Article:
The first is again about a war. Today's reporter is named Seth Jones. His report is contained in the recently-published "In the Graveyard of Empires: America's War in Afghanistan."

The fighting began over there for the United States in late 2001 and has been escalated with thousands of new troops in 2009. Three presidents prosecuted the Viet Nam War. So far there have been two U.S. presidents for Afghanistan. We are at least "waist-deep" in this war, and Generals say to push on. What is our purpose in Afghanistan? Are we searching for Bin Laden and al Qaida in nearby Pakistan?
Are we attempting to bring "democracy" to the people and wipe out the source of much of the world's opium? How many American lives is it worth? How many Arab lives?

The "American Empire" may be next for this graveyard.

The second area "to Cronkite" is all about "taxpayers" and the taxes we pay. At one time we learn there were 400,000 Americans employed in the space program to fulfill President Kennedy's pledge to beat the Russians to the Moon, inside of a decade. The cost was high, and as soon as the five or six landing missions were completed, the NASA budget was reduced sharply. But in the 1960s, with Russian cosmonauts over our skies, there was no revolt of taxpayers over the cost of going quickly to the Moon. Even this costly venture could proceed, while waging the escalating war in Southeast Asia.

Enter the governors from California, and from the entertainment industry.

Ronald Reagan came to the Presidency with a message of confidence in our country and the belief that too much government was our problem. Taxes had recently been lowered in California, and he felt they needed to come down across the nation. "It's your money and you know best how to spend it." So persuasive was President Reagan that deficits didn't matter to the Congress. They would only force spending down and end wasteful and unnecessary programs, according to his message.

It made no difference which taxes were involved, or how well off the payers were. Citizens became "Taxpayers" first, in the language of political vote gatherers. This lower-tax approach worked in the 1980s and continues its appeal, up through today. Governor Schwarzenegger just announced that the desperate conditions in California will be met with "no increases to Taxpayers."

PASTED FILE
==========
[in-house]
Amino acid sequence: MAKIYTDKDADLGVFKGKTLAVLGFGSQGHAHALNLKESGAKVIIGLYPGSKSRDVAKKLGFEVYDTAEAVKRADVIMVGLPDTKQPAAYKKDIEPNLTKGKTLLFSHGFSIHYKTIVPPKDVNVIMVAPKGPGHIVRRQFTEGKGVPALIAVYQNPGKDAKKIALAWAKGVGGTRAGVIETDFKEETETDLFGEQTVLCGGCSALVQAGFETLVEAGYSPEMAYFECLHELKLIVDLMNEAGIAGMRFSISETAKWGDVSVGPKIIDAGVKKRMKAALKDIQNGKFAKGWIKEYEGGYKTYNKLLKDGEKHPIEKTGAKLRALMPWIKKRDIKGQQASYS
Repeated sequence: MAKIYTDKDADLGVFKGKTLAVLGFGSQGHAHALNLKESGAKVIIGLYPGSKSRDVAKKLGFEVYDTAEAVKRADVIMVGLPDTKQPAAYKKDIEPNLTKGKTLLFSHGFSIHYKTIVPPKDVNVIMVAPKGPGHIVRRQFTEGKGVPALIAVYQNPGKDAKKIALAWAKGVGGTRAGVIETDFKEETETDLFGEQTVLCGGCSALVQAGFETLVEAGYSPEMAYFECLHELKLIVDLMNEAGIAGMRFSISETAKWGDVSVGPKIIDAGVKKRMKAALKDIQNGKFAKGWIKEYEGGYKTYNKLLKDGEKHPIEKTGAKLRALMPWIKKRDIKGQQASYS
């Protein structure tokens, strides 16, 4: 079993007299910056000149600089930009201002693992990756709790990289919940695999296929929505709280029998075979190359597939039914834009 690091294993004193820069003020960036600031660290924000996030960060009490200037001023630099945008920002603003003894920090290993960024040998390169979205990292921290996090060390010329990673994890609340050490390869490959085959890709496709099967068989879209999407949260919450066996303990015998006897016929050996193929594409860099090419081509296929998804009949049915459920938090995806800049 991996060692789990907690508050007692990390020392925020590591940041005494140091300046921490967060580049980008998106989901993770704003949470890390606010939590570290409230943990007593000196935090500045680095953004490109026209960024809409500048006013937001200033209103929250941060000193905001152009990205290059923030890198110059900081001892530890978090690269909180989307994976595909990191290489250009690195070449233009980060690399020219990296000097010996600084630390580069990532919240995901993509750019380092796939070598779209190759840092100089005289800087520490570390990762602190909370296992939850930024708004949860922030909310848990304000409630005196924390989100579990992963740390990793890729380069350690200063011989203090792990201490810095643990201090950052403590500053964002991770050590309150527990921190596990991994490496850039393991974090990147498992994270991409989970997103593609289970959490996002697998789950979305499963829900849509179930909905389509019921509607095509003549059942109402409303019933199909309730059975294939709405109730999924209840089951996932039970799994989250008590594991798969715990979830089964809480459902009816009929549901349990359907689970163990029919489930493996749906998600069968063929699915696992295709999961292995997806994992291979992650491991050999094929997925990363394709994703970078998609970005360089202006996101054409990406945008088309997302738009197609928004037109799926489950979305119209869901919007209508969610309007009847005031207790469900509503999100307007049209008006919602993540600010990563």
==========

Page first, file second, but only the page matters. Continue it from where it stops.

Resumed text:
On Capitol Hill in Washington this week we listen as healthcare reformers struggle against the those who will not tell doctors, insurance executives, drug bosses, and patients that they all will have to contribute to fix our broken health care system.

Walter, we miss you, but we can still find the truth out there.

You have shown us the way. Thank you.

That's just the way it is, right now. We can do better.

Monday, July 13, 2009

Healthcare Still For Sale

The healthcare debate in Congress is really heating up. Final versions in the House and Senate are getting close to a vote. The Senate Democratic Caucus now claims a super majority to kill any possibility of a Republican filibuster. Meanwhile, what about the issue here at home? Is healthcare a "right" of every American?

Does one have to be 65 years of age or older to get health coverage at a reasonable cost through Medicare? Or must you be a member of the Armed Forces, performing active duty? Or be a Member of the U.S. Congress? Or one of a million plus federal employees? Or a dependent of these government employees?

The Health Insurance Industry has spent substantial dollars to support the election campaigns of strategic senators and representatives in this healthcare debate. It is not only a matter of Republican or Democrat, Liberal or Conservative, Compassionate or Cold-hearted.